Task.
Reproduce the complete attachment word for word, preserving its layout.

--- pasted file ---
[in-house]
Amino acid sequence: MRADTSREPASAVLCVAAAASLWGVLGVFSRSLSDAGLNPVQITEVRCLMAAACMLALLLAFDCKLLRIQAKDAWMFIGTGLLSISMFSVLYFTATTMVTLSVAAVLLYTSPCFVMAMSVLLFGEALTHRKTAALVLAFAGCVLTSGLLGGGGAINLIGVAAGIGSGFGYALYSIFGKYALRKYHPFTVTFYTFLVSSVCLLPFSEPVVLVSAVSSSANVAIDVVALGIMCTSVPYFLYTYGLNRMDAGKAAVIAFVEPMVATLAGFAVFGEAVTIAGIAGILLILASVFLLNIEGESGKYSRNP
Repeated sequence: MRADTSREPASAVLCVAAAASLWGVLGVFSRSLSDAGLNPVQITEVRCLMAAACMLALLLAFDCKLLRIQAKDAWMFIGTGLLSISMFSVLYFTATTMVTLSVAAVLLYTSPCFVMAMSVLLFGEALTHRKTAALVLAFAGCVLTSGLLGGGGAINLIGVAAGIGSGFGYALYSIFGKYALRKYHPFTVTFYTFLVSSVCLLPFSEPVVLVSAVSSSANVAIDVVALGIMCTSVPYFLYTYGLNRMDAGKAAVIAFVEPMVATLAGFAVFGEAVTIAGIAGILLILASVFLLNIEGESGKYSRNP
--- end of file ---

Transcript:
[in-house]
Amino acid sequence: MRADTSREPASAVLCVAAAASLWGVLGVFSRSLSDAGLNPVQITEVRCLMAAACMLALLLAFDCKLLRIQAKDAWMFIGTGLLSISMFSVLYFTATTMVTLSVAAVLLYTSPCFVMAMSVLLFGEALTHRKTAALVLAFAGCVLTSGLLGGGGAINLIGVAAGIGSGFGYALYSIFGKYALRKYHPFTVTFYTFLVSSVCLLPFSEPVVLVSAVSSSANVAIDVVALGIMCTSVPYFLYTYGLNRMDAGKAAVIAFVEPMVATLAGFAVFGEAVTIAGIAGILLILASVFLLNIEGESGKYSRNP
Repeated sequence: MRADTSREPASAVLCVAAAASLWGVLGVFSRSLSDAGLNPVQITEVRCLMAAACMLALLLAFDCKLLRIQAKDAWMFIGTGLLSISMFSVLYFTATTMVTLSVAAVLLYTSPCFVMAMSVLLFGEALTHRKTAALVLAFAGCVLTSGLLGGGGAINLIGVAAGIGSGFGYALYSIFGKYALRKYHPFTVTFYTFLVSSVCLLPFSEPVVLVSAVSSSANVAIDVVALGIMCTSVPYFLYTYGLNRMDAGKAAVIAFVEPMVATLAGFAVFGEAVTIAGIAGILLILASVFLLNIEGESGKYSRNP